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Drug Addiction Rehab, Treatment & Recovery in Arizona
Making the decision to go to drug and alcohol rehab can be a life-changing one – whether you live here in Arizona yourself, or you live in another U.S. state.
Here at SpringBoard Recovery, our professional, accredited drug and alcohol rehab treatment center located in Scottsdale, Arizona, a suburb of the metro area of Phoenix, we fully understand what you’re going through right now. If your drug use is negatively affecting your family, work, finances and/or relationships, and you have trouble controlling how much or how often you’re using, you’re probably already dependent on drugs and need help.
We can give you that help. Our staff understand perfectly that getting and staying sober is very challenging – probably one of the most challenging things you will ever do in your life – but we will be there at your side, with the right support network and the right tools you need to reach a successful recovery.
Our Holistic & Refreshingly Human Approach to Drug Addiction Treatment
Here at SpringBoard Recovery, we take a holistic approach to rehabilitation, helping you to strengthen your mind, body, and spirit with a well-rounded balance of evidence-based treatments. Our highly successful addiction recovery program involves all the necessary evidence-based elements of successful treatment, including:
- One-on-one Counseling
- Group Counseling
- Therapeutic Activities
- Nutritional Counseling
- Cognitive Behavioral Therapy
- Case Management
“At SpringBoard Recovery, we know who we are. We know what we are extremely good at, and that is treating people with substance use disorders – comprehensively and successfully. In doing so, we never lose sight of the actual person we are helping, or the personal hopes and aspirations they have for a future completely free from substance use. It’s passion with purpose, and it’s the reason we exist.”
Drug & Alcohol Use & Addiction in Arizona: Facts & Statistics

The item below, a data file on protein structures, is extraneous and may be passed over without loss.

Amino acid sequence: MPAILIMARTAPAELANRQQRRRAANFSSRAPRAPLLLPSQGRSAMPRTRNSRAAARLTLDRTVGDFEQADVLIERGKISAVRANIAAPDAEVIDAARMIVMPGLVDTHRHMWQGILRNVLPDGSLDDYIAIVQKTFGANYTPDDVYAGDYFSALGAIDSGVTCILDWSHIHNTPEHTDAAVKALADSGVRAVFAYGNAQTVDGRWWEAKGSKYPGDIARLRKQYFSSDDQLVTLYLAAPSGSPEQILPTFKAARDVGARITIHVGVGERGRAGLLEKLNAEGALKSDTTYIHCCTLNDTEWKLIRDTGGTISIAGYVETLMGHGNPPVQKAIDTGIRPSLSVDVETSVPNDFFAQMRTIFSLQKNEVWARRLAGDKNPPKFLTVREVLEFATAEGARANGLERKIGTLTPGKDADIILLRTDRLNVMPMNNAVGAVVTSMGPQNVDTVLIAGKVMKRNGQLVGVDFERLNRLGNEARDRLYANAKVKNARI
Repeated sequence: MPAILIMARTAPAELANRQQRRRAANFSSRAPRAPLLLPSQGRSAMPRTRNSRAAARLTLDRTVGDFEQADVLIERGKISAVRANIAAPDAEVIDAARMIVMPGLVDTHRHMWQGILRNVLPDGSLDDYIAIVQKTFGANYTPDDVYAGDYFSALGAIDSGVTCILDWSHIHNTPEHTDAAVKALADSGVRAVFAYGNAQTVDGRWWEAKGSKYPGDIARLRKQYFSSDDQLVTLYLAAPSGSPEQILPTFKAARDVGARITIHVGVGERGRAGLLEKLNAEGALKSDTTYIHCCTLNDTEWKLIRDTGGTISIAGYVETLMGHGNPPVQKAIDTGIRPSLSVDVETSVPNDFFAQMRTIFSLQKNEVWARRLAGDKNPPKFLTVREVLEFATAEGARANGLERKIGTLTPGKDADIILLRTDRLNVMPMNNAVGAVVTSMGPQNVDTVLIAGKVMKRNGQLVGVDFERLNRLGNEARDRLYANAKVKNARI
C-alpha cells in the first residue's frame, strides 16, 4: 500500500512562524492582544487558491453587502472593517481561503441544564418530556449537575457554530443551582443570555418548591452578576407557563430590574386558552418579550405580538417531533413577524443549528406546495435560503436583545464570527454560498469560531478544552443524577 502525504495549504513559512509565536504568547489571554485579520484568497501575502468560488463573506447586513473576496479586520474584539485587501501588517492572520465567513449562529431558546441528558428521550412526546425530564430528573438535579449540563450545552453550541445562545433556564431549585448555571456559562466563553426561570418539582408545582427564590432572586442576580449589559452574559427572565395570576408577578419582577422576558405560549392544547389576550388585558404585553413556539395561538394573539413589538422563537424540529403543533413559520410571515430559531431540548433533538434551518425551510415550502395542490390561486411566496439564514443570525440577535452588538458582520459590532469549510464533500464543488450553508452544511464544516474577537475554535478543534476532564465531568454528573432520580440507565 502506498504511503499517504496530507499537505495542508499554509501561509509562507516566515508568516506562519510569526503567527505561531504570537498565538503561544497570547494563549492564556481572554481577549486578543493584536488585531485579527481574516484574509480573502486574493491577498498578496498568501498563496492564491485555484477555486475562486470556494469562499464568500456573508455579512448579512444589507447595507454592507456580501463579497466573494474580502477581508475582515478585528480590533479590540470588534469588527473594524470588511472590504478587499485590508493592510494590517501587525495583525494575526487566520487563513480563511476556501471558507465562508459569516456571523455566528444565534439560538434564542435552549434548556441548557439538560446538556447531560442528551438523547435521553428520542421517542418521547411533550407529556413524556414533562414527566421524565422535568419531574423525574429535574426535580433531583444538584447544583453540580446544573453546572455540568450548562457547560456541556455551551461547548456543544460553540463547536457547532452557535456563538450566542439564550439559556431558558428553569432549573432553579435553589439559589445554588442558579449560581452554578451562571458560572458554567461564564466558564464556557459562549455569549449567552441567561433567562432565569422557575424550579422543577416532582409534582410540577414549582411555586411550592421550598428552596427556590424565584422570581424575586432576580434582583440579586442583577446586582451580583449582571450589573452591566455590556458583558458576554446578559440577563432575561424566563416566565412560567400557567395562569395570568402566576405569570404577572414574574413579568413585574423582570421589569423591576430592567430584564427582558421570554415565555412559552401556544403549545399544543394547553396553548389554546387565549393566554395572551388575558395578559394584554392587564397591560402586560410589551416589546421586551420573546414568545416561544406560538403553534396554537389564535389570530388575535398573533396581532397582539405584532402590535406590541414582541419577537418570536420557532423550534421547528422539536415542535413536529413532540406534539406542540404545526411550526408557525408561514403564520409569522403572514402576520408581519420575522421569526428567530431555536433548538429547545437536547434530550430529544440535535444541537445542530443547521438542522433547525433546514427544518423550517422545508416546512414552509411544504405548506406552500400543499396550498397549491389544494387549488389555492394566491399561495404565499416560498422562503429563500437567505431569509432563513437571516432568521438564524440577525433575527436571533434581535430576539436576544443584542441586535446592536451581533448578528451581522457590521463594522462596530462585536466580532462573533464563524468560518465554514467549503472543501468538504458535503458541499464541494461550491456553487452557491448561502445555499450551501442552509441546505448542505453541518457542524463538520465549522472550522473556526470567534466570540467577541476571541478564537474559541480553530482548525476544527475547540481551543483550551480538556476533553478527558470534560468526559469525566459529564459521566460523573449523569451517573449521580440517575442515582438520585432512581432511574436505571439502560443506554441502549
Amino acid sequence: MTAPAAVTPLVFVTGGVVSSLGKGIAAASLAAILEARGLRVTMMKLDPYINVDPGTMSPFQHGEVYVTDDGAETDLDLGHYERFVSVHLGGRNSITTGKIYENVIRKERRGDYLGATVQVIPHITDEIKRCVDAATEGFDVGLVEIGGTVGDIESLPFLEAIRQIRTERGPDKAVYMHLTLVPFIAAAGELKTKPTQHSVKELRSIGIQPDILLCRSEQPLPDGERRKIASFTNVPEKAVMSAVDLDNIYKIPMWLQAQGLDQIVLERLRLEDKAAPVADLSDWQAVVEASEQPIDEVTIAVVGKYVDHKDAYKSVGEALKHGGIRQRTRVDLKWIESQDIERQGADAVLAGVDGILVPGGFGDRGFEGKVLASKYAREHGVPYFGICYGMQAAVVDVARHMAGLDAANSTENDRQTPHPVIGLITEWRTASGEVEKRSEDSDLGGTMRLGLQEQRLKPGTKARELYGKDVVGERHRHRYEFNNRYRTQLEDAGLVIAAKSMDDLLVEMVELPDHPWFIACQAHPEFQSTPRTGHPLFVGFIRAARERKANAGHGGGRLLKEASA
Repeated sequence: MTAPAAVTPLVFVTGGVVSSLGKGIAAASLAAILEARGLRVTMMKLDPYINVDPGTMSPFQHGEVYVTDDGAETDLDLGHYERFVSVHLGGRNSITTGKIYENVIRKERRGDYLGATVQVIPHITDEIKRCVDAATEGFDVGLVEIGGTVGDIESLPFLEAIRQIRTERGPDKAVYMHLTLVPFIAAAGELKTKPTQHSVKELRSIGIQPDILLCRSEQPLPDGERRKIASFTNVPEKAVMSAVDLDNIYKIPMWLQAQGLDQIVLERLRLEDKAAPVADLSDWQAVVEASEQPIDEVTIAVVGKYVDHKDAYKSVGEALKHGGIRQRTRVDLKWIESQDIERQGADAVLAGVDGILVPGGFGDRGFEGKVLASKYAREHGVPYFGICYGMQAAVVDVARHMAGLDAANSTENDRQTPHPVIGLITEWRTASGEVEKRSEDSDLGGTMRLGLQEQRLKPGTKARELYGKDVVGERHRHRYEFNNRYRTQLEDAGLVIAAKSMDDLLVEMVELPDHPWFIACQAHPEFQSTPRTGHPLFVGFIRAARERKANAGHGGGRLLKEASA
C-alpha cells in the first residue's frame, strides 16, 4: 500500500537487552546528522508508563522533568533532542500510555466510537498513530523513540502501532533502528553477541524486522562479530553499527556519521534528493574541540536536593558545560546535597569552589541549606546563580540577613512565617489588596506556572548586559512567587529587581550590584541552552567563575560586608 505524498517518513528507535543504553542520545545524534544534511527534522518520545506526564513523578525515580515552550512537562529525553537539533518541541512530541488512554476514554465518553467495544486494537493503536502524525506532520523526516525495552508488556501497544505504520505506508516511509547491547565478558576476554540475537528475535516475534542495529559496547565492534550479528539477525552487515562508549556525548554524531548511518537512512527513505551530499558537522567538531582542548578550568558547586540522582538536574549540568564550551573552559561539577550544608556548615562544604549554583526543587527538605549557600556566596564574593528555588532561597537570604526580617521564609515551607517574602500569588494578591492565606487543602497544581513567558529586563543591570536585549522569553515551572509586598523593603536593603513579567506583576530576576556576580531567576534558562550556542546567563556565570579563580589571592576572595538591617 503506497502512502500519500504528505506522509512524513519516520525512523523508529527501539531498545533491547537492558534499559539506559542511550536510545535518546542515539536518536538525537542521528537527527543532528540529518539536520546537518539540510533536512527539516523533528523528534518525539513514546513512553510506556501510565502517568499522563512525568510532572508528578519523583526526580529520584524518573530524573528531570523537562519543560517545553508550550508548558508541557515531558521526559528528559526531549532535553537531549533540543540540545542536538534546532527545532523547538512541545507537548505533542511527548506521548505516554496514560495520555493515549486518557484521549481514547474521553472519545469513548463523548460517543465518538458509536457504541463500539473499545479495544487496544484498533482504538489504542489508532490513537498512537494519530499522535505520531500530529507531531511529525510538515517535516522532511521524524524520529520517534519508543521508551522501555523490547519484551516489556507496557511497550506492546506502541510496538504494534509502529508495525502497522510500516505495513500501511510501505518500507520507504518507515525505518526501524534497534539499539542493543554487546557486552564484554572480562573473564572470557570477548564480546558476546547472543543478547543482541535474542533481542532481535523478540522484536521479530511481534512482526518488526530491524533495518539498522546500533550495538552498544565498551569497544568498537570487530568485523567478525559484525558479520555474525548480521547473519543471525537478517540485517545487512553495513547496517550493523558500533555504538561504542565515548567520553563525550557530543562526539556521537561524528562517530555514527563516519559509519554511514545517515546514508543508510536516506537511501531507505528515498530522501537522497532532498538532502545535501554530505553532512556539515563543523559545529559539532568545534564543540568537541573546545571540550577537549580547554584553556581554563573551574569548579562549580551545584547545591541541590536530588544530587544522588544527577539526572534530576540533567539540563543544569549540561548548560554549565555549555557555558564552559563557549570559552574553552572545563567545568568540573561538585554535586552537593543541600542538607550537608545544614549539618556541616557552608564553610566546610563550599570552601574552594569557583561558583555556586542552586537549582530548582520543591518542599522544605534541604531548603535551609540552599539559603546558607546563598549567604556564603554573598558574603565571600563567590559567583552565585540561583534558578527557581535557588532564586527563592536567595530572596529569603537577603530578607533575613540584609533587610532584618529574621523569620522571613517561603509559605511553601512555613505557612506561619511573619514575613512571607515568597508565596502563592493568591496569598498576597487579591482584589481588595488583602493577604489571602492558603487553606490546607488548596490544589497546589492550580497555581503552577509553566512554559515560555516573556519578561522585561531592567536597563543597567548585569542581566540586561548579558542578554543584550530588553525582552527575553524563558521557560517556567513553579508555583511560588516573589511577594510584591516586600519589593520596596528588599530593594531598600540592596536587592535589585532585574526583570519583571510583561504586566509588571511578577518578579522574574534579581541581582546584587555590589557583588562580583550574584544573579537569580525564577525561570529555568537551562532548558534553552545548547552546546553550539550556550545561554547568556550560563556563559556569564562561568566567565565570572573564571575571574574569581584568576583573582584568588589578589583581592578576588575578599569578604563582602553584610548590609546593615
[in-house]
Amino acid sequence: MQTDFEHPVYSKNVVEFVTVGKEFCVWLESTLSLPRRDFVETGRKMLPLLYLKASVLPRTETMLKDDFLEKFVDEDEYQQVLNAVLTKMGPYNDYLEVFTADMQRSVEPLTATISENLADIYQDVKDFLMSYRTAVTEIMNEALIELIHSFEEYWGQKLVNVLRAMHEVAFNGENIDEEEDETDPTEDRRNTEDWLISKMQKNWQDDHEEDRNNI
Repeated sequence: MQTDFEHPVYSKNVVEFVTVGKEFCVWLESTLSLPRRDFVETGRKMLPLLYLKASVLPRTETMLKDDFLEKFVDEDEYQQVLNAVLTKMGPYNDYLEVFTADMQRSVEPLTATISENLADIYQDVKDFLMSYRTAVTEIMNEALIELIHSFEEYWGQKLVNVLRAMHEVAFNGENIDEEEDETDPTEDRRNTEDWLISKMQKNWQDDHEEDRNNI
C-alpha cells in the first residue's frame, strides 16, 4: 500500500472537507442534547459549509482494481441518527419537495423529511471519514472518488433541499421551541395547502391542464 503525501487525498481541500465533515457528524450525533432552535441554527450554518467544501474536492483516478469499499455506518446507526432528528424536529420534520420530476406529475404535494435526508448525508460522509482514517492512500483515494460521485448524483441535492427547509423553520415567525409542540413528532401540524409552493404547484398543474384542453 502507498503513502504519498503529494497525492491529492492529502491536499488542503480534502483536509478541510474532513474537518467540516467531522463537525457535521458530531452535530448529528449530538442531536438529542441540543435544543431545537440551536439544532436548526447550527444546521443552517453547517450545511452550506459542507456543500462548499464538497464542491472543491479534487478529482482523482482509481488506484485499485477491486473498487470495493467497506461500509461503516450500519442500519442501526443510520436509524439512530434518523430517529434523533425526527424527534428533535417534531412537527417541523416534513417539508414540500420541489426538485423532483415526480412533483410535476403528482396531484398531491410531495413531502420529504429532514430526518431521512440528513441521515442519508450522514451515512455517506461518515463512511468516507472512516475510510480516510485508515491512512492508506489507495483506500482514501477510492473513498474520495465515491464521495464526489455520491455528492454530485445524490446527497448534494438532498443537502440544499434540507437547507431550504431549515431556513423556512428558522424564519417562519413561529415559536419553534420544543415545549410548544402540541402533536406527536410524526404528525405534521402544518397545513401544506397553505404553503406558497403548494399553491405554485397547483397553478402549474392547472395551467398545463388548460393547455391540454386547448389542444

Before we explain all the options that are currently available for drug and alcohol addiction rehab in Arizona, including what each type of treatment program involves, how much treatment may cost you, and how much may be covered by your existing health insurance, let’s look at why there is a real need for drug rehab services here.
Historically, Arizona has always had an issue with drug and alcohol use, abuse and addiction, and for some substances, it is still one of the worst states in the U.S. Here are just a few of the telling facts and statistics for drug and alcohol addiction in Arizona that clearly show if you are currently suffering from a substance use disorder (SUD), you are certainly not alone.
Record Number of Fatal Drug Overdoses in the U.S. During COVID-19
A record number of U.S. citizens died from drug overdoses during 2020 as the nation struggled to contain the coronavirus pandemic, according to official provisional data from the National Center of Health Statistics, an agency of the Centers for Disease Control & Prevention (CDC).
In total, an estimated 93,331 Americans died of a drug overdose – a near 30% increase from the previous year.
Director of the U.S. National Institute on Drug Abuse, Nora Volkow, said in a statement, “This is the highest number of overdose deaths ever recorded in a 12-month period, and the largest increase since at least 1999.” She further stated that nearly all the drug overdoses involved more than one substance, and the majority involved opioids.
To truly put the opioid crisis into some kind of perspective, it’s important to remember that, according to the CDC, during the 1970 heroin epidemic that affected many U.S. cities, there were fewer than 7,200 total U.S. overdose deaths reported, and there were around 9,000 deaths in 1988, at the height of the crack epidemic.
During 2020, of the 93,331 fatal drug overdoses in total, 69,710 were opioid-related, a significant increase from 50,963 opioid-related overdose deaths recorded for 2019, according to the National Center for Health Statistics. Many of the near-70,000 opioid overdose fatalities involved the synthetic opioid fentanyl – reported to be 50 times stronger than heroin).
Experts agree that this alarming record spike in drug-related mortality was driven by both the massive increase in the potency of some drugs, such as opioids, and particularly fentanyl, and by the social isolation and restrictions placed upon people because of the pandemic.
In recent years, fentanyl has been systematically added to virtually all other illicit drugs, such as methamphetamine and cocaine, by unscrupulous Mexican cartels and U.S. drug gangs, as it is far cheaper and easier to manufacture, and it’s far easier to traffick discreetly.
According to Nora Volkow, 70% of cocaine overdose deaths and 50% of methamphetamine overdose deaths also involved fentanyl. In many cases, drug users are simply not aware that the substances they are using are laced with fentanyl.